ME: What role did the Toronto Arts Council play in this series?
TK: When I was in the early stages of planning this project, I was awarded a grant from the Toronto Arts Council to help create these paintings. It meant a lot to me to be recognized by the council, and that they believed in my work. A Perilous Journey was something I was already dedicated to completing, but I think that being chosen to receive the grant gave me that extra push to put this whole thing together and create a firm deadline for myself. I am so, so grateful and honoured to have their support.
ME: What’s your daily life like? What are some things you do when you’re not painting / making art?
TK: I really love adventuring. I would probably go everywhere if I could, but the more different a place is from my home, the more intrigued I am to get there at some point. It isn't hard to convince me to go on an adventure. I have a really hard time turning down fun. That being said, on a recent Friday night, I was sitting on my couch in sweatpants eating poutine with my phone off, and I was like, "I think this is my dream Friday now." I like to hang out with animals pretty much whenever I can. I like being outside, and wandering Toronto streets I've never explored. Eating things made out of potatoes is also a pretty big part of my life.
ME: What artists inspire you (alive or dead)?
TK: Oh man, I don't know where to begin. I am constantly inspired by a lot of things. I think there was a point in my teenage years where all of a sudden, all this art came rushing into my life. Before that, I didn't know much about art, other than that it was something I just couldn't stop doing. I was always really inspired by world history and pop culture, and looking back at some of my childhood drawings, I can see that I was also trying to navigate a lot of the themes I found in the "grown-up movies" I probably shouldn't have been watching, but my parents couldn't really stop because they had too many children, haha.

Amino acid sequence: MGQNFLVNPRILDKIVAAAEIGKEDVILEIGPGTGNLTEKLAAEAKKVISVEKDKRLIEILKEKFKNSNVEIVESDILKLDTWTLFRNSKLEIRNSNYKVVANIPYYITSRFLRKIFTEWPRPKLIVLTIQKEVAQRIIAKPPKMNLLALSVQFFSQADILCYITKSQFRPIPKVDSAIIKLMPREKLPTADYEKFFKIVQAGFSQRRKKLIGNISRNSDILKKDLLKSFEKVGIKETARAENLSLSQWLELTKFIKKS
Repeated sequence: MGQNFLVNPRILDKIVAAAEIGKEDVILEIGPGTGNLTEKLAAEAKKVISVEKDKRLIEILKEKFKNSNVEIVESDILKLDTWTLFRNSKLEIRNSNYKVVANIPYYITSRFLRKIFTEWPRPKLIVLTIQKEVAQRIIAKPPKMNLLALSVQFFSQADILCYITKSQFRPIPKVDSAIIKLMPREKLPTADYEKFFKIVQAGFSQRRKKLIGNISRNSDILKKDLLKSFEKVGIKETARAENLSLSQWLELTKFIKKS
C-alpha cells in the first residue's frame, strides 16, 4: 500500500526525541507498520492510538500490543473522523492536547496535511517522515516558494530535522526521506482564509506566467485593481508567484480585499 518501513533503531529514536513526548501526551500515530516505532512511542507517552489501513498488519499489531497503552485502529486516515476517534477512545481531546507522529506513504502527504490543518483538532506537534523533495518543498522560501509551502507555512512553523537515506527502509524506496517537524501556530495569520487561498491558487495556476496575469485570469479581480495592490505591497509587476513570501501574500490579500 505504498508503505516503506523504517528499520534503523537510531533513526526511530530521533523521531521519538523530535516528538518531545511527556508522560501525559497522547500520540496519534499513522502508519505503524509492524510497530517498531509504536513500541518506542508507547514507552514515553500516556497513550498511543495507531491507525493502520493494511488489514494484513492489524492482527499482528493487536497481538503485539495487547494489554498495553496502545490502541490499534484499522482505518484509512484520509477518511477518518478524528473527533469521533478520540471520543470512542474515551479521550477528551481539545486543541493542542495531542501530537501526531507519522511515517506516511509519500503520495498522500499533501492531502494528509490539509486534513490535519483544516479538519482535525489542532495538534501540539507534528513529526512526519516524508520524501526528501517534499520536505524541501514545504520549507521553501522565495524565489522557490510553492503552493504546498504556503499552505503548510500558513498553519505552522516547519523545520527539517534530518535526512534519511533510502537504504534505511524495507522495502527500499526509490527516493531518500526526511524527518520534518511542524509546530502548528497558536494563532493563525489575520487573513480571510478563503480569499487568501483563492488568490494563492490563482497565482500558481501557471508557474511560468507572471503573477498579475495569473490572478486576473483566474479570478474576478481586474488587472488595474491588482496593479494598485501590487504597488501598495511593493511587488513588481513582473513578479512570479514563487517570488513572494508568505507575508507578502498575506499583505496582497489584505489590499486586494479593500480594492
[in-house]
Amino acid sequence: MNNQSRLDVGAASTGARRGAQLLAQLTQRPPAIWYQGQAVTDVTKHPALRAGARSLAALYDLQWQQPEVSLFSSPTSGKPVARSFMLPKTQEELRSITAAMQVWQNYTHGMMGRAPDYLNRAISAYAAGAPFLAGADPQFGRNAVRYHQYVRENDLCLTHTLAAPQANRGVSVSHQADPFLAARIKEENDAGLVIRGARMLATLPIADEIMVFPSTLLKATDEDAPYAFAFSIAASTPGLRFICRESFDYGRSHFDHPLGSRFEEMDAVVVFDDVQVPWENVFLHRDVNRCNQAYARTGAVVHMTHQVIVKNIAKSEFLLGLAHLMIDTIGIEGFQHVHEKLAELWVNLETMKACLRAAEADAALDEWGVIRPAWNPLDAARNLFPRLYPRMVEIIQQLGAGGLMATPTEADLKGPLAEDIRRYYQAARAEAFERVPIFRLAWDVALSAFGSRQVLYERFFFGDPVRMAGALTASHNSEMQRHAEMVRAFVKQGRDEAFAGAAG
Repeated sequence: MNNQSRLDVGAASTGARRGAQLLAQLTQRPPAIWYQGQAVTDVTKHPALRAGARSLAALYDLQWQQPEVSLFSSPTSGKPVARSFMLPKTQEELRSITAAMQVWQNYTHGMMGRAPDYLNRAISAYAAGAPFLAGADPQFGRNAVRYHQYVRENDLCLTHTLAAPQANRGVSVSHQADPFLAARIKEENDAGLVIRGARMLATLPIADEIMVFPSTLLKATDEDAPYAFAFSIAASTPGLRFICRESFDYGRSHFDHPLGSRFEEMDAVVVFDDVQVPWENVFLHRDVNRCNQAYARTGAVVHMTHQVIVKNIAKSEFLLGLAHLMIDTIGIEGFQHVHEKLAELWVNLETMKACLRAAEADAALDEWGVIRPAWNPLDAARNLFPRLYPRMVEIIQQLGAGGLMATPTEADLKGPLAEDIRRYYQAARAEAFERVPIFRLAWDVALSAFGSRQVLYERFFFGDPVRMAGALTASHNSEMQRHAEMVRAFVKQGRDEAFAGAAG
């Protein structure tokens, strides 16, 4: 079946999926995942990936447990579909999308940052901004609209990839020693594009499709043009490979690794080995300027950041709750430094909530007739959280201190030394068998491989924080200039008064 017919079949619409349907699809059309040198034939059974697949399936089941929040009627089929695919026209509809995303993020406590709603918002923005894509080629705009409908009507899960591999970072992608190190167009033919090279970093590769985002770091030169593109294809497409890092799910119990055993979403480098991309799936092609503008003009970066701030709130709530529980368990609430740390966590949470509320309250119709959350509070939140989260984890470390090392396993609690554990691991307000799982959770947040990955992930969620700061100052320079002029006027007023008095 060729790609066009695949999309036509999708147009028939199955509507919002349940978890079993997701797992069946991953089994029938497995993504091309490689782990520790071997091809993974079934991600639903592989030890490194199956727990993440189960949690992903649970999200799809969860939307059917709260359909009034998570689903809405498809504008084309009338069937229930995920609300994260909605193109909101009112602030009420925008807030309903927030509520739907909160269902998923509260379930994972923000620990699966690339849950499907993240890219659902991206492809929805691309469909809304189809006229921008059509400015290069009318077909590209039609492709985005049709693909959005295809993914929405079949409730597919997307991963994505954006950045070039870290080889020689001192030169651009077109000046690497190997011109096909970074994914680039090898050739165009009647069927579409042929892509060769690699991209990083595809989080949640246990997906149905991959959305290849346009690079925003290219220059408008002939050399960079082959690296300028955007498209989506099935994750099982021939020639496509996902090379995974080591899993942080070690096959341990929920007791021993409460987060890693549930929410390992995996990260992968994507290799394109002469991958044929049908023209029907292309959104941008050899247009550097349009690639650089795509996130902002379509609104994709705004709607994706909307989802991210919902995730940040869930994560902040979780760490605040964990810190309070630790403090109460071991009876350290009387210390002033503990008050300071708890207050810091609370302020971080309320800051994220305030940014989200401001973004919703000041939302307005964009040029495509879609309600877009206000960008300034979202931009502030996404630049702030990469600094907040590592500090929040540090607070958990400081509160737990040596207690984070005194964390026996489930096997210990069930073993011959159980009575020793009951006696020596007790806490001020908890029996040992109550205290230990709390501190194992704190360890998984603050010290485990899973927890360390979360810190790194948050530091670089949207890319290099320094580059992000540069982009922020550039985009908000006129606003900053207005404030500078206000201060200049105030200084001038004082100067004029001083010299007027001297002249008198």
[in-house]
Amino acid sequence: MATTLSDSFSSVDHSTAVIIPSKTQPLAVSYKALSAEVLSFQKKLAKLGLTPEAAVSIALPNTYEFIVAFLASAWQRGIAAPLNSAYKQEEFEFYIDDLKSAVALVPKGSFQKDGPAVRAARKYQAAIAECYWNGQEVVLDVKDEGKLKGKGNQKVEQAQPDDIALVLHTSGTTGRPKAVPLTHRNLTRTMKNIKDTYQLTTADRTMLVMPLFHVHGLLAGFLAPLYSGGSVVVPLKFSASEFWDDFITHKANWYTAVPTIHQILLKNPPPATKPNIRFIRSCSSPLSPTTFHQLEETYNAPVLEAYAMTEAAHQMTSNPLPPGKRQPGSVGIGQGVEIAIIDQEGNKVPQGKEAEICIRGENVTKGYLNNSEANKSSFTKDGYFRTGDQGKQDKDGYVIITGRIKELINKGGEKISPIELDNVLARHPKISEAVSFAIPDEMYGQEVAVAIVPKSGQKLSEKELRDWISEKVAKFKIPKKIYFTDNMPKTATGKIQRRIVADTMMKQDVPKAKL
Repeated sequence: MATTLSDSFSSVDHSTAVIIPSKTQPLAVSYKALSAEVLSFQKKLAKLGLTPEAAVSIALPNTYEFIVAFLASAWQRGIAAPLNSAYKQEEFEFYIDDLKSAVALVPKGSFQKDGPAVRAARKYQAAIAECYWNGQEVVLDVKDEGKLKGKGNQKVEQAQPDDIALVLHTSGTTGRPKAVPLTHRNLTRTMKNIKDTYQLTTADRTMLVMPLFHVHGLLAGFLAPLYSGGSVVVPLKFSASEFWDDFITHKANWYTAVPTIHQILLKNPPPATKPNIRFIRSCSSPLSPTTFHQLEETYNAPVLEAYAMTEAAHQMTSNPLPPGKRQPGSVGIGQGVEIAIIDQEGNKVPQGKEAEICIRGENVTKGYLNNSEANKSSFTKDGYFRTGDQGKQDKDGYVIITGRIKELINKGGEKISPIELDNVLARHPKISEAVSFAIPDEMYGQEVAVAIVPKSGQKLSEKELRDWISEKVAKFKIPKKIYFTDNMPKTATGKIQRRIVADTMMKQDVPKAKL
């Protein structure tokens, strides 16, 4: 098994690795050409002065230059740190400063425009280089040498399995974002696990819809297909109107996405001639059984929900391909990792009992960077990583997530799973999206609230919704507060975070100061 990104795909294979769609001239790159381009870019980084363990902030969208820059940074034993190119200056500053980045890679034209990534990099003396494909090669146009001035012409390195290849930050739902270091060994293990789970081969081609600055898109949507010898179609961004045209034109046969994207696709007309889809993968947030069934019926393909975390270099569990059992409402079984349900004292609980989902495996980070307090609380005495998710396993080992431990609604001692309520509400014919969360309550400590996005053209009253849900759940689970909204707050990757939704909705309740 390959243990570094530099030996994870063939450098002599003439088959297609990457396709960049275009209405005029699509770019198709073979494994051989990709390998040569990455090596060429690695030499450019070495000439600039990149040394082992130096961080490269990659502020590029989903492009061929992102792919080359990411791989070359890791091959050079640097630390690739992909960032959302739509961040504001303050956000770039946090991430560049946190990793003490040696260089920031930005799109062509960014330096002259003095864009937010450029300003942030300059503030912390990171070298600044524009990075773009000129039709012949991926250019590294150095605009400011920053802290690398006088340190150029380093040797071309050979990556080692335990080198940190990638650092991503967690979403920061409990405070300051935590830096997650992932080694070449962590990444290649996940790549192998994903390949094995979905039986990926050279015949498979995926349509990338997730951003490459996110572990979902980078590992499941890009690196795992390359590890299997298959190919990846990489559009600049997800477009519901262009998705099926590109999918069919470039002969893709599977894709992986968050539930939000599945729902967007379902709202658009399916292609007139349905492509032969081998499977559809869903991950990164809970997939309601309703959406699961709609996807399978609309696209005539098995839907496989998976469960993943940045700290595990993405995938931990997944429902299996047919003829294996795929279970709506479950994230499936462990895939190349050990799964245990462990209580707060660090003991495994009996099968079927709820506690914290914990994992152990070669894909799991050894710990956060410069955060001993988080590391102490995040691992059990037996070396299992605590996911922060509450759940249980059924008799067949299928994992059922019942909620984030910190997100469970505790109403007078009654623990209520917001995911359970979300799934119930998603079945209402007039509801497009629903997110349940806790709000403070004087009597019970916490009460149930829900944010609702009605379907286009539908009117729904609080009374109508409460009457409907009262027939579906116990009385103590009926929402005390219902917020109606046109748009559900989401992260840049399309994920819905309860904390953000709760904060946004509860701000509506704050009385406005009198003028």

I think it was the day I heard the term Pre-Raphaelites for the first time that a switch went off in my head. I was particularly enchanted by the works of Waterhouse, and the soft-haired mermaids and delicate fauna of his worlds. More recent artists like Arthur Rackham and Brian Froud followed. I loved the detail, magic, and mystery behind the work. Those are my earliest memories of being influenced by other artists.
In the present day, I'm kind of all over the place. People often tell me that they see Hayao Miyazaki's influence in my work. I'm also really into what's happening in the new contemporary/new-surrealism/pop surrealism scene right now, especially on the West Coast. I can't get enough of James Jean, Erik Jones, Casey Weldon, Tom Bagshaw...really, there are too many to name.
A Perilous Journey opens August 16 at Modern Eden Gallery.
Aunia Kahn is a multi-faceted creative entrepreneur and a globally awarded, collected, and exhibited figurative artist/photographer, published author, instructor, and inspirational speaker. We asked Aunia a few questions for her artist of the day feature at the gallery.
Since childhood my family inspired me to embark on various creative journeys such as music, poetry, and theater, which are hereditary to the creative approaches I use in my artwork today. From a young age I wrote and performed songs and poetry, as well as acted in a local theater with my whole family. When I came to the US to study art, I joined the school called Safehouse Atelier, which focused on traditional academic drawing and painting, as well as digital concept art.
On February 12, we opened Secret Hallway the highly anticipated solo exhibition from Oakland-based artist Nadezda. Focusing on narratives carefully gathered from the hidden chambers of her imagination and transformed into dreamscapes, her multifaceted artworks are the intimate windows into the inner world of her peculiar characters and creatures.